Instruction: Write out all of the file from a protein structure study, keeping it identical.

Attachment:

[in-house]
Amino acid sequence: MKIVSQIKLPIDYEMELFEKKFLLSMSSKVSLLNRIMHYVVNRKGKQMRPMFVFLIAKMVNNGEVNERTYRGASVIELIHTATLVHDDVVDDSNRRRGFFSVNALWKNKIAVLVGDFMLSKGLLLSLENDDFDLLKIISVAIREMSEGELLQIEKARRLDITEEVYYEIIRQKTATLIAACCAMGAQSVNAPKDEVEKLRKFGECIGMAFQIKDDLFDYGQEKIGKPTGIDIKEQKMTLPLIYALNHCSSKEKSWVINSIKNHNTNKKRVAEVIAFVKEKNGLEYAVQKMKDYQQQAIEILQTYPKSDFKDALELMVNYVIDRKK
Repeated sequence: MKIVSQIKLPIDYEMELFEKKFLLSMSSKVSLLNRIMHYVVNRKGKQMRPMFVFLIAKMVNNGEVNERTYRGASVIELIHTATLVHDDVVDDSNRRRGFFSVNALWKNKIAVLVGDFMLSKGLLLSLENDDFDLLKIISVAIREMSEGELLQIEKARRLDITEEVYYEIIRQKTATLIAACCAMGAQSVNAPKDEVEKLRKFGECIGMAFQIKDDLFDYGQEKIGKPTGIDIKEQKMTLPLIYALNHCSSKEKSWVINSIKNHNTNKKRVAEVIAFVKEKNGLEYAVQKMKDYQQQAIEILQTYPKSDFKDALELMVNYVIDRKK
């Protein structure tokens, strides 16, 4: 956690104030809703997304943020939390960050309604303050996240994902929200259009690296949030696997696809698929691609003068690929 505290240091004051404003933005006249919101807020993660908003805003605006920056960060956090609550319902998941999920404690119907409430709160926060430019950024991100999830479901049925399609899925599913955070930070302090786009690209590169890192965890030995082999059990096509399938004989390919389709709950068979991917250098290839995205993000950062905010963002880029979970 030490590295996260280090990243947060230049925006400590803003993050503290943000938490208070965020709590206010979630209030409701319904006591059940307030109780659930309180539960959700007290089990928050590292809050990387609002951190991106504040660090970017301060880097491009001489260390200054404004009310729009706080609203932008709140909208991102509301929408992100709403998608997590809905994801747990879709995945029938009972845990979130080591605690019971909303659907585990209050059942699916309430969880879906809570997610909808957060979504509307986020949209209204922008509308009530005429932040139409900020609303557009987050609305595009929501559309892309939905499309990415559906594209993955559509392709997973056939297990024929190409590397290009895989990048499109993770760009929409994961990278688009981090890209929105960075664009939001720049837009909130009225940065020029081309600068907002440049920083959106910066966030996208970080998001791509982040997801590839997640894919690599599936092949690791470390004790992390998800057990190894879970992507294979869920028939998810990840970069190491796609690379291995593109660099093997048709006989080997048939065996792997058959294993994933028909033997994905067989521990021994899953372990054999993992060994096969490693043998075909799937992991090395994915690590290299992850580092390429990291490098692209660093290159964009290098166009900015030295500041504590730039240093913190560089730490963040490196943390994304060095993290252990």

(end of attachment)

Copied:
[in-house]
Amino acid sequence: MKIVSQIKLPIDYEMELFEKKFLLSMSSKVSLLNRIMHYVVNRKGKQMRPMFVFLIAKMVNNGEVNERTYRGASVIELIHTATLVHDDVVDDSNRRRGFFSVNALWKNKIAVLVGDFMLSKGLLLSLENDDFDLLKIISVAIREMSEGELLQIEKARRLDITEEVYYEIIRQKTATLIAACCAMGAQSVNAPKDEVEKLRKFGECIGMAFQIKDDLFDYGQEKIGKPTGIDIKEQKMTLPLIYALNHCSSKEKSWVINSIKNHNTNKKRVAEVIAFVKEKNGLEYAVQKMKDYQQQAIEILQTYPKSDFKDALELMVNYVIDRKK
Repeated sequence: MKIVSQIKLPIDYEMELFEKKFLLSMSSKVSLLNRIMHYVVNRKGKQMRPMFVFLIAKMVNNGEVNERTYRGASVIELIHTATLVHDDVVDDSNRRRGFFSVNALWKNKIAVLVGDFMLSKGLLLSLENDDFDLLKIISVAIREMSEGELLQIEKARRLDITEEVYYEIIRQKTATLIAACCAMGAQSVNAPKDEVEKLRKFGECIGMAFQIKDDLFDYGQEKIGKPTGIDIKEQKMTLPLIYALNHCSSKEKSWVINSIKNHNTNKKRVAEVIAFVKEKNGLEYAVQKMKDYQQQAIEILQTYPKSDFKDALELMVNYVIDRKK
């Protein structure tokens, strides 16, 4: 956690104030809703997304943020939390960050309604303050996240994902929200259009690296949030696997696809698929691609003068690929 505290240091004051404003933005006249919101807020993660908003805003605006920056960060956090609550319902998941999920404690119907409430709160926060430019950024991100999830479901049925399609899925599913955070930070302090786009690209590169890192965890030995082999059990096509399938004989390919389709709950068979991917250098290839995205993000950062905010963002880029979970 030490590295996260280090990243947060230049925006400590803003993050503290943000938490208070965020709590206010979630209030409701319904006591059940307030109780659930309180539960959700007290089990928050590292809050990387609002951190991106504040660090970017301060880097491009001489260390200054404004009310729009706080609203932008709140909208991102509301929408992100709403998608997590809905994801747990879709995945029938009972845990979130080591605690019971909303659907585990209050059942699916309430969880879906809570997610909808957060979504509307986020949209209204922008509308009530005429932040139409900020609303557009987050609305595009929501559309892309939905499309990415559906594209993955559509392709997973056939297990024929190409590397290009895989990048499109993770760009929409994961990278688009981090890209929105960075664009939001720049837009909130009225940065020029081309600068907002440049920083959106910066966030996208970080998001791509982040997801590839997640894919690599599936092949690791470390004790992390998800057990190894879970992507294979869920028939998810990840970069190491796609690379291995593109660099093997048709006989080997048939065996792997058959294993994933028909033997994905067989521990021994899953372990054999993992060994096969490693043998075909799937992991090395994915690590290299992850580092390429990291490098692209660093290159964009290098166009900015030295500041504590730039240093913190560089730490963040490196943390994304060095993290252990």